Articles Posted in Mesothelioma

A Mississippi man was awarded a staggering $322 million verdict for pain and suffering, medical bills, lost wages, and future medical expenses arising from asbestosis which he now suffers from after working many years in a Mississippi oil field.

Asbestosis is one of the two serious conditions that can develop following exposure to asbestos, the other being mesothelioma cancer. Absestosis is an extremely serious disease of the lungs which occurs after breathing in asbestos fibers which become lodged in the lung tissue. The fibers cause inflammation and scarring of the lung tissue which results in difficulty breathing and shortness of breath. The Plaintiff in this case, Thomas Brown, Jr., is on 24 hour oxygen because of his asbestosis.

The defendants in this case were Chevron Phillips Chemical and Union Carbide Corporation, both of whom developed and marketed asbestos products for decades. Despite knowledge that their product was extremely harmful they continued to market and sell the product into the 1980’s. The jury found that the companies had negligently designed their products and failed to supply adequate warnings to users. Asbestos cases are one of the clearest examples of a company putting profits before people and this Mississippi jury has evened the score by punishing the company for their wrongdoing. I applaud the men and women of that jury for their brave decision.

I came across an interesting lawsuit out of Texas. Apparently, the family of a deceased woman, Claudia Headley, is bringing a wrongful death lawsuit against several asbestos manufacturers after contracting mesothelioma and passing away in 2008. Mesothelioma is a rare form of cancer that is almost always caused by inhalation of asbestos fibers.

The woman did not work directly with any asbestos materials, but washed the clothes of her father, husband, and son, all of whom worked in an oil refinery. For roughly forty years, Ms. Headley suffered second hand exposure to asbestos because the asbestos dust covered her family’s clothes. It was enough exposure to cause her mesothelioma.

One difficulty that the plaintiffs will run into is showing that Ms. Headley’s death was foreseeable. Asbestos manufacturers are liable to the workers who died from breathing in their dangerous product because it was known and kept secret for decades that asbestos could cause cancer. It is a bit of a jump, however, to say that it was foreseeable that even washing the laundry of men exposed to asbestos could be sufficient to cause mesothelioma. It is a bit like a non-smoker suing a tobacco company for lung cancer caused by second hand smoke. If the defendant can prove that her death was not foreseeable, they may be able to escape liability.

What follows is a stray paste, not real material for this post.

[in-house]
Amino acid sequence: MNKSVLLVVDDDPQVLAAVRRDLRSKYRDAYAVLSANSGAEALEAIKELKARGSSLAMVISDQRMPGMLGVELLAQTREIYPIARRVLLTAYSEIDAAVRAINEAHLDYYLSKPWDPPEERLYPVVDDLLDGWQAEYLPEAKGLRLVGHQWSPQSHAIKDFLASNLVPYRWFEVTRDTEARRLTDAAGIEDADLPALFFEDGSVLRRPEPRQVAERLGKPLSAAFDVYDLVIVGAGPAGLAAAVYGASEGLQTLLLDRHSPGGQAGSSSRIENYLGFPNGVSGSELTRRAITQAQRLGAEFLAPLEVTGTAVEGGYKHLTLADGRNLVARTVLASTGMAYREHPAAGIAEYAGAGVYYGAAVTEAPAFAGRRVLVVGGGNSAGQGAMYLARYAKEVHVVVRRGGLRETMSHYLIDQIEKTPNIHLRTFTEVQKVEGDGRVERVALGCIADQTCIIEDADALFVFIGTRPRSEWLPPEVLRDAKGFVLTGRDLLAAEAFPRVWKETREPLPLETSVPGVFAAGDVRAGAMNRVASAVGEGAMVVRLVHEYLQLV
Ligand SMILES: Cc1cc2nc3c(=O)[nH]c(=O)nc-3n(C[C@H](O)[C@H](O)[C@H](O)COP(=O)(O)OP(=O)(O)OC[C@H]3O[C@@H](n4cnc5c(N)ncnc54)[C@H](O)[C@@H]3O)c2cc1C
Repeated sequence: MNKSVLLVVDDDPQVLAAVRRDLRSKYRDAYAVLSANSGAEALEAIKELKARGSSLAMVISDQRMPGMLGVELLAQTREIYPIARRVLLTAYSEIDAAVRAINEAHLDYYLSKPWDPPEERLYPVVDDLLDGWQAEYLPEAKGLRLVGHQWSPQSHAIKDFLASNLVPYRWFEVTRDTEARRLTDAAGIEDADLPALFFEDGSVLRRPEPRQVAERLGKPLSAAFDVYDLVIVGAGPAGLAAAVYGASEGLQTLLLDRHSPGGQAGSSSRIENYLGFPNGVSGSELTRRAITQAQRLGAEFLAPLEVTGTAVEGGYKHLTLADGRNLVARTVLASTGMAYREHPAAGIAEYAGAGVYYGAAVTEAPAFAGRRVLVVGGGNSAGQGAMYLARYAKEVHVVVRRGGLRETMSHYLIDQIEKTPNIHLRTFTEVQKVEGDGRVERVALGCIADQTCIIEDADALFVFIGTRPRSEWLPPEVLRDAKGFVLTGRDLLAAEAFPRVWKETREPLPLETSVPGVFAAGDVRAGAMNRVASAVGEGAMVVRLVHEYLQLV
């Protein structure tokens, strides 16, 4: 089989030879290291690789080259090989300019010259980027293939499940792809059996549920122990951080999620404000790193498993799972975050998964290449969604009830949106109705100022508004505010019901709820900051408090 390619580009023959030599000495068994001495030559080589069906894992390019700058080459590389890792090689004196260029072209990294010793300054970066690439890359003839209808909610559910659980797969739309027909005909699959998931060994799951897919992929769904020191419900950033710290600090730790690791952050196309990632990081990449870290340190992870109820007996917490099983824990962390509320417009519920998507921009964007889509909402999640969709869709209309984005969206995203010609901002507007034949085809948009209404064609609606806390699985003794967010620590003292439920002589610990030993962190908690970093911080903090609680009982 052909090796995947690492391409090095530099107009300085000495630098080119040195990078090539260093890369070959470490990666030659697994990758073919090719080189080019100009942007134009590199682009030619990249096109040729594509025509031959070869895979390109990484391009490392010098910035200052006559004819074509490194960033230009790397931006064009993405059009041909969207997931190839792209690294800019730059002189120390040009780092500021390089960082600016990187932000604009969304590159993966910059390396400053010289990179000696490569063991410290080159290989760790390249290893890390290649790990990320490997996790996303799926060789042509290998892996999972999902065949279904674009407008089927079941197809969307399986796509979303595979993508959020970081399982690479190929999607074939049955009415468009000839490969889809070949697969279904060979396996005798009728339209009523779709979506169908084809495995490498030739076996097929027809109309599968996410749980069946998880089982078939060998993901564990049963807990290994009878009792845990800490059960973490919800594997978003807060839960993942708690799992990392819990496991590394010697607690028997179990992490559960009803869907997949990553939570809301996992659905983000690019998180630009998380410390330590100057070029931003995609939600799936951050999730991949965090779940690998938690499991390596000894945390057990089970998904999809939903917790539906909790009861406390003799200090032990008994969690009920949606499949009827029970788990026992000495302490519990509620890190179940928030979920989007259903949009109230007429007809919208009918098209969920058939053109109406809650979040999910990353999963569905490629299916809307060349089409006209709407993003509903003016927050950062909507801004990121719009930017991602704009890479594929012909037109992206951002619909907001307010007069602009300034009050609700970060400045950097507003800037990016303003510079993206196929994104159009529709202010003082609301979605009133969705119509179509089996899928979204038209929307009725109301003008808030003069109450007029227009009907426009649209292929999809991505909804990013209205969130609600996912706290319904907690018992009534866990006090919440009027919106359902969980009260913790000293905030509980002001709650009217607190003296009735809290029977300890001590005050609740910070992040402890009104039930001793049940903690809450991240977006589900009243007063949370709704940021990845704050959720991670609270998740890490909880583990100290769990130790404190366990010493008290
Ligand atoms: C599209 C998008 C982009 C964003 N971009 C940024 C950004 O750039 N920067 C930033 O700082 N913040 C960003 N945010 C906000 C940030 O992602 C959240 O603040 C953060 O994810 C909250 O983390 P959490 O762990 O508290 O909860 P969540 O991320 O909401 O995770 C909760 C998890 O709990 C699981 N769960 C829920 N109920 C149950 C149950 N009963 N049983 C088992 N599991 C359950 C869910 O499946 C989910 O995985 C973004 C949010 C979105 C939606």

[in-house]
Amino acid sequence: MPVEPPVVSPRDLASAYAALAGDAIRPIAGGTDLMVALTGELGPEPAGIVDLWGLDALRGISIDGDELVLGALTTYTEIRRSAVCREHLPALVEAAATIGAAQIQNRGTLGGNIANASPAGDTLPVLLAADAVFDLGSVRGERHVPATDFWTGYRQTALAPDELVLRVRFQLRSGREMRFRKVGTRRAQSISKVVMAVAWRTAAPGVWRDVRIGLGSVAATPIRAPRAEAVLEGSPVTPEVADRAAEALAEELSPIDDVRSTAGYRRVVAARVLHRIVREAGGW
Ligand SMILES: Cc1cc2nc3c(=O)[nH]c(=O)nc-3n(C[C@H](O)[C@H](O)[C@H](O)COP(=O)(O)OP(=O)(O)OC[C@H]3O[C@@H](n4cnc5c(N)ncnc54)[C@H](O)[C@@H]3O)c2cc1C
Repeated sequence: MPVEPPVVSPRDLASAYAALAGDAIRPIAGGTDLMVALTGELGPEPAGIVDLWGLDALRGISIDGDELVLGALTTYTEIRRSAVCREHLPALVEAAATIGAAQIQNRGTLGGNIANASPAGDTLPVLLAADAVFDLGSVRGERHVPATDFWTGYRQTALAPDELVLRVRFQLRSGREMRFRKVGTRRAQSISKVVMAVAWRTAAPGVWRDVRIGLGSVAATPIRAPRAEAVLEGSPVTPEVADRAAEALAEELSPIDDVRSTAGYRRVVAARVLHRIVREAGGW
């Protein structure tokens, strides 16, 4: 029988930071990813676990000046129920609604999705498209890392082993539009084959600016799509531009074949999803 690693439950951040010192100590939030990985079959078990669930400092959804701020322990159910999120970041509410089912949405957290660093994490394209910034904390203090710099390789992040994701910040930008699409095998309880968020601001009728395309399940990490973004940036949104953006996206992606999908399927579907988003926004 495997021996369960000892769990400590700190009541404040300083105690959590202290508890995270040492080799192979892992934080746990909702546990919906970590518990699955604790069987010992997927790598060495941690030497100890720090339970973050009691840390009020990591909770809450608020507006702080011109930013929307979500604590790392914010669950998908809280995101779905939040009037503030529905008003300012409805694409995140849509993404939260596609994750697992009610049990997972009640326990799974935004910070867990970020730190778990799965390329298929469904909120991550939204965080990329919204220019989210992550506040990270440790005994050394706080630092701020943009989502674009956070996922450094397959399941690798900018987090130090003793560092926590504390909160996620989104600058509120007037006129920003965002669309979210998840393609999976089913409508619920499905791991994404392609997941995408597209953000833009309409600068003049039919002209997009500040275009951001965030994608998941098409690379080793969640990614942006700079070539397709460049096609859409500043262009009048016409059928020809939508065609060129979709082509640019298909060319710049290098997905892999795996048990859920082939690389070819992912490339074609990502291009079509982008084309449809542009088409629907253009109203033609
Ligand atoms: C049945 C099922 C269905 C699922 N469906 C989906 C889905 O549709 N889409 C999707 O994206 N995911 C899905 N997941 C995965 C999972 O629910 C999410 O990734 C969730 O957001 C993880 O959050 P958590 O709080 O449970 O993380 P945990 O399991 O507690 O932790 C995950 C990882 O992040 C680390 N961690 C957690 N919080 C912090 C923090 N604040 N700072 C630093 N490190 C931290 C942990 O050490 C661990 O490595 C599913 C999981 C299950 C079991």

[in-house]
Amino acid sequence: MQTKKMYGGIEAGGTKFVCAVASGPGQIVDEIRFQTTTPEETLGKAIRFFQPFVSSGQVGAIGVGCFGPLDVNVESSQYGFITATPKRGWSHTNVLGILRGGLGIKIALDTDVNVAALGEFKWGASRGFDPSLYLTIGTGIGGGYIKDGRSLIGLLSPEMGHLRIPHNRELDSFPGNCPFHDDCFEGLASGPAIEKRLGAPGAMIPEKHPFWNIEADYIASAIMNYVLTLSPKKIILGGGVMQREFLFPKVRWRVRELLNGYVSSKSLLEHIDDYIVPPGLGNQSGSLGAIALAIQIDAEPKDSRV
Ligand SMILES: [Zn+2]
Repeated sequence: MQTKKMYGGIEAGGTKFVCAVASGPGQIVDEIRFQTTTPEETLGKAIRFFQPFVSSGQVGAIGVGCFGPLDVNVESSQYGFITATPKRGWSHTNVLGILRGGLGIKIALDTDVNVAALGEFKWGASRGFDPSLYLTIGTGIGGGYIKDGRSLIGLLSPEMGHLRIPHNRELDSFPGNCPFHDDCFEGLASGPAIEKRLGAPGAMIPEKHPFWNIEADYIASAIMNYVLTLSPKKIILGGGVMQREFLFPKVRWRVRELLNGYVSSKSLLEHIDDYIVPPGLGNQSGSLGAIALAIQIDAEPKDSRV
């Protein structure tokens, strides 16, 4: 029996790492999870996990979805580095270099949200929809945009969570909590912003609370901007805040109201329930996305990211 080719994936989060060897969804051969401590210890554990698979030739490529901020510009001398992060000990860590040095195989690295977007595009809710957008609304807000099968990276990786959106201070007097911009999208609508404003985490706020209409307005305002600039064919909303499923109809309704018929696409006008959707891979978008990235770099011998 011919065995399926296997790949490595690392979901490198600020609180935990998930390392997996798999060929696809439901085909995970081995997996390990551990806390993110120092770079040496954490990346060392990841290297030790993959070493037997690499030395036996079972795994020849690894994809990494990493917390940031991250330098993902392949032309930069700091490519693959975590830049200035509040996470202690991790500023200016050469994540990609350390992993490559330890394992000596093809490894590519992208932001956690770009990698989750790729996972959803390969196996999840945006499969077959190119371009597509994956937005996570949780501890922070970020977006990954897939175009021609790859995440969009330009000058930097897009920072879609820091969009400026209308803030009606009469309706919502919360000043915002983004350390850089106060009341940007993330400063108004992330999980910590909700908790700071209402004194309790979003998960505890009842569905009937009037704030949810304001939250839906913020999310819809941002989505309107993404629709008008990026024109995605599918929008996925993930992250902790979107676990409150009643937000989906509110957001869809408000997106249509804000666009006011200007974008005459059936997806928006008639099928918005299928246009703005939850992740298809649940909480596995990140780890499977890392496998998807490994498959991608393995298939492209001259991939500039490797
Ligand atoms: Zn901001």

Mesothelioma and Asbestosis are both very serious conditions which can only be caused by direct contact with asbestos. Thousands of people are diagnosed every year with mesothelioma or asbestosis due to exposure to asbestos sometimes decades earlier.

Mesothelioma is a rare form of cancer that develops in the mesothelium, a protective lining over most of our organs. The most common site for this cancer to develop is in the lungs or abdominal cavity. Unlike other lung cancers, mesothelioma does not have any relation to smoking, but smoking does increase the risk of asbestos related cancers. A doctor may suspect mesothelioma and then confirm with a tissue biopsy.

Asbestosis is a chronic inflammatory disease of the lungs. Victims exposed to asbestos were unaware that they were breathing in very small fibers of asbestos. These fibers become trapped in the lungs and can not be expelled. The body will attack these foreign fibers in the body, but in so doing cause substantial damage to the lungs. Over time this condition leads to asbestosis.

I first came across this law review article in the Law Professors blog which included an abstract and I decided I had to read the article.   Professors Ariel Porat and Alex Stein have written a compelling argument supporting liability for future harm in tort cases.

Historically, a plaintiff could not be compensated for the “chance” that illness might develop at a later time.  A small example of this is a plaintiff who suffers a concussion in an auto accident.   Obviously, the plaintiff will be compensated for the head injury, but it is well documented that concussions can occur more easily, and with greater severity, after the first one is suffered.  The plaintiff, however, will not be compensated for the increased likelihood that he or she will suffer concussions in the future.

Professors Porat and Stein begin their argument with a relatively recent Supreme Court case, Norfolk & Western Railway Company v. Ayres.  The plaintiff in that suit contracted asbestosis from exposure to asbestos along the railway.  The plaintiff suffered emotional distress because he was aware that 1 in 10 people suffering from asbestosis eventually develop mesothelioma, a fatal form of cancer.  Even though the plaintiff had not yet developed mesothelioma, the United States Supreme Court in a 5-4 decision, held that the plaintiff was allowed to recover if the distress was proven to be “genuine and serious.”

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